Taking a page from one of its top competitors, Halliburton Co. said Tuesday it plans to combine its oilfield services (OFS) wizardry with Microsoft’s data capabilities to drive a “digital transformation” across the oil and natural gas industry.
Houston-based Halliburton’s global expertise in exploration and production (E&P) science, software and services is set to ally with Microsoft’s expertise in cloud and digital technology to help transform the abilities of oil and gas operators. No financial details were disclosed.
Learnings would be applied by the partners to reservoir characterization, modeling/simulation, visualization for mixed reality, interactive applications and digitalizing E&P assets.
“Halliburton is focused on delivering intelligent cloud solutions to drive the next generation of efficient oil and gas exploration and production,” said Microsoft Azure’s Jason Zander, corporate vice president. “We are excited to bring the power of Azure’s hyperscale, hybrid and global cloud platform technologies to this alliance to enhance the value chain for our mutual customers.”
Halliburton long has been considered an OFS leader in innovative technology and in digitizing its offerings for the oil and gas patch. While its peers also market their digital expertise, the field took on more weight following the blockbuster merger between General Electric’s GE Oil & Gas division and Baker Hughes Inc. The merger, completed last month, created Baker Hughes, a GE company, which markets itself as an OFS expert, focused on leveraging digital and advanced technologies.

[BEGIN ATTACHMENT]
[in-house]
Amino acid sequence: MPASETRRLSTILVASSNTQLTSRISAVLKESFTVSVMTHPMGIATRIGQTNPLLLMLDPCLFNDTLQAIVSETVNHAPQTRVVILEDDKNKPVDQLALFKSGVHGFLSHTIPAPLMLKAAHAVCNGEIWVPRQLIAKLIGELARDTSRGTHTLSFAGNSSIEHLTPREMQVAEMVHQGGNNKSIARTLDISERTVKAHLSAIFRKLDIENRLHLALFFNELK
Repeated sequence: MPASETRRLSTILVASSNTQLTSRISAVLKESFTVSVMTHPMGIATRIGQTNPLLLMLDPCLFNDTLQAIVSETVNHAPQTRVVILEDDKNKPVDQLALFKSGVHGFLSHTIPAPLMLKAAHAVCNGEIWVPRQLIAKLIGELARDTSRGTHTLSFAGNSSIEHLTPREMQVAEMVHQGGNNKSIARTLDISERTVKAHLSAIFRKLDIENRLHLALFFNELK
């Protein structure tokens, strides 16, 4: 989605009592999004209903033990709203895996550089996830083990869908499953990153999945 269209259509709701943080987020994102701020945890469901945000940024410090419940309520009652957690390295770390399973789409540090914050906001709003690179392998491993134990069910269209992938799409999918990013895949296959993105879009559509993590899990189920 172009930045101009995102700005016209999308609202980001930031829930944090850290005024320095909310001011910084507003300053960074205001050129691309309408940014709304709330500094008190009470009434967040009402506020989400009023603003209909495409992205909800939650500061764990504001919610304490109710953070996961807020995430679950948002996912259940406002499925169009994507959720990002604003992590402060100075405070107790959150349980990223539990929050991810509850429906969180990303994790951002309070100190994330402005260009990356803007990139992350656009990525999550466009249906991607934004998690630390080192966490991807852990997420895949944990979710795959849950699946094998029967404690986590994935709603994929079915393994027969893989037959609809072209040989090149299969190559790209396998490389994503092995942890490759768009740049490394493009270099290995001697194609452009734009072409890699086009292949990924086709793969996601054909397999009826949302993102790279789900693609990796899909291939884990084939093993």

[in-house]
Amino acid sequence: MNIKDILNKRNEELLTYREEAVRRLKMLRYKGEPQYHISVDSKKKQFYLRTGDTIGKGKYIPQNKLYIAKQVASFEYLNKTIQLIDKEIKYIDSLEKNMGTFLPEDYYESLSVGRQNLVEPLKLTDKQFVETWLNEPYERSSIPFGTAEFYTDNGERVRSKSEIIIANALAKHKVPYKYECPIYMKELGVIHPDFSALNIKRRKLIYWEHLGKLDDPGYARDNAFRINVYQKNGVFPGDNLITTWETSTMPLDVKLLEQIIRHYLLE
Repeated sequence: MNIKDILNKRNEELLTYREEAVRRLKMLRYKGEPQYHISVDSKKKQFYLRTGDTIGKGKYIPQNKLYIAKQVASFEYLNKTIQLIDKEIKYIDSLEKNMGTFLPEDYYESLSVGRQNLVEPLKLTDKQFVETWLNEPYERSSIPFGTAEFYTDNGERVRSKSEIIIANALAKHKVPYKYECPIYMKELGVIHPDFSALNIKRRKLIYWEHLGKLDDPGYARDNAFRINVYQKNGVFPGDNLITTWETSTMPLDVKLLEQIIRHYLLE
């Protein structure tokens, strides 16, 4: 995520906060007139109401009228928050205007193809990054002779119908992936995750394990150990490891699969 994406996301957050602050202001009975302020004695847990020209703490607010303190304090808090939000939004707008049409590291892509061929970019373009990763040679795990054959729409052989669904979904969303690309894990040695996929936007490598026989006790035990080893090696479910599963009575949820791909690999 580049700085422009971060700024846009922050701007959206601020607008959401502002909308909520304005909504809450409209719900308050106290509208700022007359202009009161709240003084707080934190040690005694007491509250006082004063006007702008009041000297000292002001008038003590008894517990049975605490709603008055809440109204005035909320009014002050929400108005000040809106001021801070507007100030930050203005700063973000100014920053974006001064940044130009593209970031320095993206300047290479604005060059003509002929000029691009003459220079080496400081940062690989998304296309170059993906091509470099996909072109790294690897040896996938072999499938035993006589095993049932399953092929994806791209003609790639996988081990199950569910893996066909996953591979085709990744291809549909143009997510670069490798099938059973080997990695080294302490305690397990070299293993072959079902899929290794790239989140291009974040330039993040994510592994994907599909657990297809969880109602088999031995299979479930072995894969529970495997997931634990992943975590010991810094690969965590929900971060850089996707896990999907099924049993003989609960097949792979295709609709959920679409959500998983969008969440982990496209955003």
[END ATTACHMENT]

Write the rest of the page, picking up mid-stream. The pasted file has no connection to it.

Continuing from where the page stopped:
According to Halliburton and Microsoft, researchers and engineers from each company plan to leverage and optimize Microsoft technologies in machine learning, augmented reality (AR), user interactions and the Industrial Internet of Things (IoT). Azure’s “high-performant” infrastructure and built-in computing capabilities would be tailored to deliver integrated solutions across the energy value chain.
As a first step in the alliance, Halliburton is giving Azure access to its DecisionSpace365 technology, which enables real-time data streaming from IoT edge devices in oilfields. The system is able to apply learning models that optimize drilling and production, in theory to lower costs for E&P customers.
Providing DecisionSpace for Azure allows “big compute and predictive deep-learning algorithms” that in turn “optimize field assets and enable next-generation exploration and deep-earth models by using software to fill gaps in sensor data, while reducing the number of steps and time required to render models,” the partners said.
“Halliburton is at the forefront of the digital transformation occurring in the E&P industry,” said Senior Vice President Nagaraj Srinivasan of Landmark and Halliburton Digital Solutions. “We believe open architecture and community-based innovation are necessary to drive this fundamental change…”
The collaboration is expected to allow the partners to apply voice and image recognition, video processing and AR/virtual reality to create a digital representation of a physical asset using Microsoft’s HoloLens and Surface devices. Additionally, the companies would use digital representation for oil wells and pumps at the IoT edge using the Landmark Field Appliance and Azure Stack.
Microsoft Azure also was named Halliburton’s preferred public cloud provider for iEnergy, said to be the industry’s first global E&P cloud linking the oilfield to the office.
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